The optics beam source 20 includes an array of lasers in order to realize the high optical power density (220 kW/cm2) required. The optical system described below focuses the beams from the array of lasers into two closely spaced parallel line beams, each of width 66 microns. One optical system that is suitable for doing this is orthographically illustrated in FIGS. 2 and 3, in which laser radiation at about 810 nm is produced in an optical system 30 from two laser bar stacks 32, one of which is illustrated in end plan view in FIG. 4. Each laser bar stack 32 includes 14 parallel bars 34, generally corresponding to a vertical p-n junction in a GaAs semiconductor structure, extending laterally about 1 cm and separated by about 0.9 mm. Typically, water cooling layers are disposed between the bars 34. In each bar 34 are formed 49 emitters 36, each constituting a separate GaAs laser emitting respective beams having different divergence angles in orthogonal directions. The illustrated bars 34 are positioned with their long dimension extending over multiple emitters 36 and aligned along the slow axis and their short dimension corresponding to the less than 1-micron p-n depletion layer aligned along the fast axis. The small source size along the fast axis allows effective collimation along the fast axis. The divergence angle is large along the fast axis and relatively small along the slow axis.
Returning to FIGS. 2 and 3, individual half-cylindrical lenslets 40 are positioned over individual laser bars 34 to collimate the laser light in a narrow beam along the fast axis. The lensets 40 may be bonded with adhesive on the laser stacks 32 and aligned with the bars 34 to extend over the emitting areas 36. As will be described in more detail later in this specification, some of the laser bars 34 and their lenlets 40 are covered by prisms 44 that deflect the light by an angle less than 1 degree to form the second (trailing) line beam 27 depicted in FIG. 1. The angle of the prisms 44 and the displacement between the two line beams 26, 27 are so infinitesimally small relative to the scale of the drawings of FIGS. 1-4 that their size in the drawings has been greatly exaggerated in order for them to be slightly visible in the drawings.
The optics beam source 20 can further include conventional optical elements. Such conventional optical elements can include an interleaver and a polarization multiplexer, although the selection by the skilled worker of such elements is not limited to such an example. In the example of FIGS. 2 and 3, the two sets of beams from the two bar stacks 32 are input to an interleaver 42, which has a multiple beam splitter type of structure and having specified coatings on two internal diagonal faces, e.g., reflective parallel bands, to selectively reflect and transmit light. Such interleavers are commercially available from Research Electro Optics (REO). In the interleaver 42, patterned metallic reflector bands are formed in angled surfaces for each set of beams from the two bar stacks 32 such that beams from bars 34 on one side of the stack 32 are alternatively reflected or transmitted and thereby interleaved with beams from bars 34 on the other side of the stack 32 which undergo corresponding selective transmission/reflection, thereby filling in the otherwise spaced radiation profile from the separated emitters 36.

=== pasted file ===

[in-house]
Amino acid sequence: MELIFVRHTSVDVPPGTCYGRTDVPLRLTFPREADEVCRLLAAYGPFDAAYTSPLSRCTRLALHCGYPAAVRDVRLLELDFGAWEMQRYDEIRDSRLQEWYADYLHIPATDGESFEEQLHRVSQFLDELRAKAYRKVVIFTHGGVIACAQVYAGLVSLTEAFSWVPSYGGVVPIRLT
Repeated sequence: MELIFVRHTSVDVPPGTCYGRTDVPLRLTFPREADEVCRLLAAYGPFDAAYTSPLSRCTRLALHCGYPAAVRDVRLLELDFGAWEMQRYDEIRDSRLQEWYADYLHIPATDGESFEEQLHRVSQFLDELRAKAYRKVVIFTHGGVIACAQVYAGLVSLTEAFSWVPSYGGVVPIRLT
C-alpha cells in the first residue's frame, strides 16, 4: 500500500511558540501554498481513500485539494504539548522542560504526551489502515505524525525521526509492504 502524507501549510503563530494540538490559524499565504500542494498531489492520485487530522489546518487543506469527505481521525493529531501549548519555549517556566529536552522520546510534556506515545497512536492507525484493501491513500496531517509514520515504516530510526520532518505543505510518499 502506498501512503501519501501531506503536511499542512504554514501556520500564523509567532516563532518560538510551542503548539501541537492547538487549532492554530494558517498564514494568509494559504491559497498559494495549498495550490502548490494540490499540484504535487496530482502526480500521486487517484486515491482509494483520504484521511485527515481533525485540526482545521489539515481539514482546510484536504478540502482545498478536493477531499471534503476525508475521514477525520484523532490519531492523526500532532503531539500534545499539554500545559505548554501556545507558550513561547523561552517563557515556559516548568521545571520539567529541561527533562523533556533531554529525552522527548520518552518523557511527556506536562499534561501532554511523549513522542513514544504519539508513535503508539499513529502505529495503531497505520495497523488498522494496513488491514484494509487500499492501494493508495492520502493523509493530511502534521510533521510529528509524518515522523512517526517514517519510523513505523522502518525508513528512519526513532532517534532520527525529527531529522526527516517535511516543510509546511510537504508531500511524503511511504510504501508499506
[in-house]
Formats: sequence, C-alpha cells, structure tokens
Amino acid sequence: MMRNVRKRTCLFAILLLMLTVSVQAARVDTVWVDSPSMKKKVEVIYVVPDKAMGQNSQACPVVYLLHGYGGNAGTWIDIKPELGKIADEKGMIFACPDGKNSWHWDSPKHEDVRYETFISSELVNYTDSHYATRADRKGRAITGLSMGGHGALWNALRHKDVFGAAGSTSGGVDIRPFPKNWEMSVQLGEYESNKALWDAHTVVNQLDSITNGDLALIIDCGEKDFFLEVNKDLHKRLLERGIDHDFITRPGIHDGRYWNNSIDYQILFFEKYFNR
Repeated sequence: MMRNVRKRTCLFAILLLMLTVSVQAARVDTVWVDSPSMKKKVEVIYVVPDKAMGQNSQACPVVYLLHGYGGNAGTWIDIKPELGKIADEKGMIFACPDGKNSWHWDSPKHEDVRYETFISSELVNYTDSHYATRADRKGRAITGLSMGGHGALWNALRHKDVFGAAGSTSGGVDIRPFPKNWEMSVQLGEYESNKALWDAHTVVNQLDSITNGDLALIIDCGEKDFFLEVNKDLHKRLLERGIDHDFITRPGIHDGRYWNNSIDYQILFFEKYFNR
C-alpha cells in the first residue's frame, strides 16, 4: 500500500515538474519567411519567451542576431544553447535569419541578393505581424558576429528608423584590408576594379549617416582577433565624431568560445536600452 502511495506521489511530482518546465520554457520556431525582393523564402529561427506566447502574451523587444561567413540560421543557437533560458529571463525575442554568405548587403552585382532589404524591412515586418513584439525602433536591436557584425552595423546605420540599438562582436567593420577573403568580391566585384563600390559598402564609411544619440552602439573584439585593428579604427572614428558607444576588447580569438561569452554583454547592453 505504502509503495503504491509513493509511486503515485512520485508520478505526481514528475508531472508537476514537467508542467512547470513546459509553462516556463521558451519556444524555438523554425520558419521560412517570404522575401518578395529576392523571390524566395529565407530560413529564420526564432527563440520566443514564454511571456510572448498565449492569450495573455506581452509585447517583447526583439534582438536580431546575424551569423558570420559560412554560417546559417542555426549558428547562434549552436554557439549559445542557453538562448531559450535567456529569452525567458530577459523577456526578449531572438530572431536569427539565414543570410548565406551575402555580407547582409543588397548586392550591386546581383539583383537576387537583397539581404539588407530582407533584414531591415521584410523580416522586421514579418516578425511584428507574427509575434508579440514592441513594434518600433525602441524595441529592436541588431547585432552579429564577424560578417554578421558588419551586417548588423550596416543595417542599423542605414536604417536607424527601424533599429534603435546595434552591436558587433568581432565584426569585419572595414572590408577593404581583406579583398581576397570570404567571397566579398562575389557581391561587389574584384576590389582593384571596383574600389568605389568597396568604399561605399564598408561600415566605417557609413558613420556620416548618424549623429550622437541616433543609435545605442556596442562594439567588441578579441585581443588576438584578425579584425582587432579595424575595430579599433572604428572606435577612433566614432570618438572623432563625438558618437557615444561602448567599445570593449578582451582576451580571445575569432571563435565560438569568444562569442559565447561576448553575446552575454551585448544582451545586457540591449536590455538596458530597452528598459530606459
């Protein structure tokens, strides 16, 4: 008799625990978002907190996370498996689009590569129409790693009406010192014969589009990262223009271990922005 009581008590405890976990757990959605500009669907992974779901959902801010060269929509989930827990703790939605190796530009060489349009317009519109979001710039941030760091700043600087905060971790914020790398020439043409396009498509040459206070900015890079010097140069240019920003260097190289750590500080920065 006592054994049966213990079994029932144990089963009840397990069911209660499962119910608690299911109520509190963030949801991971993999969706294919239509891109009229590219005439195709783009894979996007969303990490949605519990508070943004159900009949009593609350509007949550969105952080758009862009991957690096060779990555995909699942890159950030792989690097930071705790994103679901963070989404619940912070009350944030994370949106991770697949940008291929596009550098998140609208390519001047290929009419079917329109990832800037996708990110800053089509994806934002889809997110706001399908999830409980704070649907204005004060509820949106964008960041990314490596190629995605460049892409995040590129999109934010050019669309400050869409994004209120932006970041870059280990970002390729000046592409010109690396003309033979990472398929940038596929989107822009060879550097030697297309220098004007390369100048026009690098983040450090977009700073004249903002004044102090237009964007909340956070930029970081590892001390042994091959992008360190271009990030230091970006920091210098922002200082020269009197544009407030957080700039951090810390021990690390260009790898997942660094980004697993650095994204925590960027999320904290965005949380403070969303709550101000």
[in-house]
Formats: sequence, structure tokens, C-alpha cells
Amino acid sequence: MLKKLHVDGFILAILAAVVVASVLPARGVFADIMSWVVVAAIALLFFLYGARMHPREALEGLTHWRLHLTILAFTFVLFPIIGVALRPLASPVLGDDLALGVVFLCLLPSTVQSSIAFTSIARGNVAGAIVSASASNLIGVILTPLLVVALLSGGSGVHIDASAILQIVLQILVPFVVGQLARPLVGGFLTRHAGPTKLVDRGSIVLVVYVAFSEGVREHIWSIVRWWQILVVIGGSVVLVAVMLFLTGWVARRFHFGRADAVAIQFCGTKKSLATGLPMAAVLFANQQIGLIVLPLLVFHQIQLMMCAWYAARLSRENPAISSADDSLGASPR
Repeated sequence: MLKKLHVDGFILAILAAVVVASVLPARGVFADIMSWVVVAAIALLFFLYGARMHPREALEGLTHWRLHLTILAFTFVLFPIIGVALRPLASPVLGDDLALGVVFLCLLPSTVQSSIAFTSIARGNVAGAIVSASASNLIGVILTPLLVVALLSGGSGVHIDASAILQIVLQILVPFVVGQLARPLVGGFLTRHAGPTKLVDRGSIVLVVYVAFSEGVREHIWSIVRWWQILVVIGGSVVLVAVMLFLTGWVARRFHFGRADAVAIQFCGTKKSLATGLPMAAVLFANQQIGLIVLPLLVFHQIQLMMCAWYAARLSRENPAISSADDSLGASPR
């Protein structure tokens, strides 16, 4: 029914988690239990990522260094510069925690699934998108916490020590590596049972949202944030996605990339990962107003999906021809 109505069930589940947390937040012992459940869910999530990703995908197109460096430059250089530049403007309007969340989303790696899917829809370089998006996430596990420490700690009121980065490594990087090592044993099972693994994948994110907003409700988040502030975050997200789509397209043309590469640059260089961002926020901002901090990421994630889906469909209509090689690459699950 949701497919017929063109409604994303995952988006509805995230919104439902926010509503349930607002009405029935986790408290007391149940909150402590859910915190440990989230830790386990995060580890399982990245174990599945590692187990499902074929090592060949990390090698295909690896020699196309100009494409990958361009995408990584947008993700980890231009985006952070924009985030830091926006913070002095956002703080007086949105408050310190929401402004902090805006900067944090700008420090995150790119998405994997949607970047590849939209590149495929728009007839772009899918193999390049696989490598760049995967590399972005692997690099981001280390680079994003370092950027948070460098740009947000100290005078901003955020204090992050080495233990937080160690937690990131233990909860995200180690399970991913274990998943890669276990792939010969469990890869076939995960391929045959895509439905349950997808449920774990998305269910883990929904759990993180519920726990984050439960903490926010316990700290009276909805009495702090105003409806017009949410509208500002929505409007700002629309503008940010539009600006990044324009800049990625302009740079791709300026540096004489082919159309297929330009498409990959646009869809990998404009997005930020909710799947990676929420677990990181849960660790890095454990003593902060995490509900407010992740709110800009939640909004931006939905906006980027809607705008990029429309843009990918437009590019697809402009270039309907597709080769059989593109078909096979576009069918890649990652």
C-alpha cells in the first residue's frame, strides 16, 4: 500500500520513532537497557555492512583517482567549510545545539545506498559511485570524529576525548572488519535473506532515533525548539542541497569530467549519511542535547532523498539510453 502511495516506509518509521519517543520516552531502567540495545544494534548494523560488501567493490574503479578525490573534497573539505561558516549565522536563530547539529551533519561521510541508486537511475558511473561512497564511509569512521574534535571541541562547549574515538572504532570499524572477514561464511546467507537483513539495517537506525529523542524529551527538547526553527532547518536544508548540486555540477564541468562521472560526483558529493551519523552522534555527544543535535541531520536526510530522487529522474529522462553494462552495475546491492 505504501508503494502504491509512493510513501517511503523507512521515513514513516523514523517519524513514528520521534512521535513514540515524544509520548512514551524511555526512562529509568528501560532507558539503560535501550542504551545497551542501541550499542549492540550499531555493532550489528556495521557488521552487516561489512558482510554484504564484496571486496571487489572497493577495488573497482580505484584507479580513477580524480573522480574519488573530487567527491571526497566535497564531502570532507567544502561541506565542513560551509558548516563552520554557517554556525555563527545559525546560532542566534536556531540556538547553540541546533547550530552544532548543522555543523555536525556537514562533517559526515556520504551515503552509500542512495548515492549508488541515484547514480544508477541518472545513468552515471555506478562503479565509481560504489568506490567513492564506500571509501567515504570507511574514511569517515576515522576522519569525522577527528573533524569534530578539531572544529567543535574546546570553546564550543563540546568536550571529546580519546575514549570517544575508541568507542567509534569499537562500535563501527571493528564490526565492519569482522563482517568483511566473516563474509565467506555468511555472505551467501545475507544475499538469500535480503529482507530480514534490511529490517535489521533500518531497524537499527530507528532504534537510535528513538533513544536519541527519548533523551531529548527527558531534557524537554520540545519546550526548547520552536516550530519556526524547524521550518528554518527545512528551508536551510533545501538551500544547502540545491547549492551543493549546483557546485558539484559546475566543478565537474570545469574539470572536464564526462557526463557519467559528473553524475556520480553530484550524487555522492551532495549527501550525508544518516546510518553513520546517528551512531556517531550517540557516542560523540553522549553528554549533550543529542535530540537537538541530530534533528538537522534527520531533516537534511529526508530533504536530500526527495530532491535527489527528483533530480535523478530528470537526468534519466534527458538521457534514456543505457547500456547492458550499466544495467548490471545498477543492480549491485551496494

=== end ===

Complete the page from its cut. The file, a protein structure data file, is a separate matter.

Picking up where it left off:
A first set of interleaved beams is passed through a half-wave plate 48 to rotate its polarization relative to that of the second set of interleaved beams. Both sets of interleaved beams are input to a polarization multiplexer (PMUX) 52 having a structure of a double polarization beam splitter. Such a PMUX is commercially available from CVI Laser Inc. First and second diagonal interface layers 54, 56 cause the two sets of interleaved beams to be reflected along a common axis from their front faces. The first interface 54 is typically implemented as a dielectric interference filter designed as a hard reflector (HR) while the second interface 56 is implemented as a dielectric interference filter designed as a polarization beam splitter (PBS) at the laser wavelength. As a result, the first set of interleaved beams reflected from the first interface layer 54 strikes the back of the second interface layer 56. Because of the polarization rotation introduced by the half-wave plate 48, the first set of interleaved beams passes through the second interface layer 56. The intensity of a source beam 58 output by the PMUX 52 is doubled from that of the either of the two sets of interleaved beams.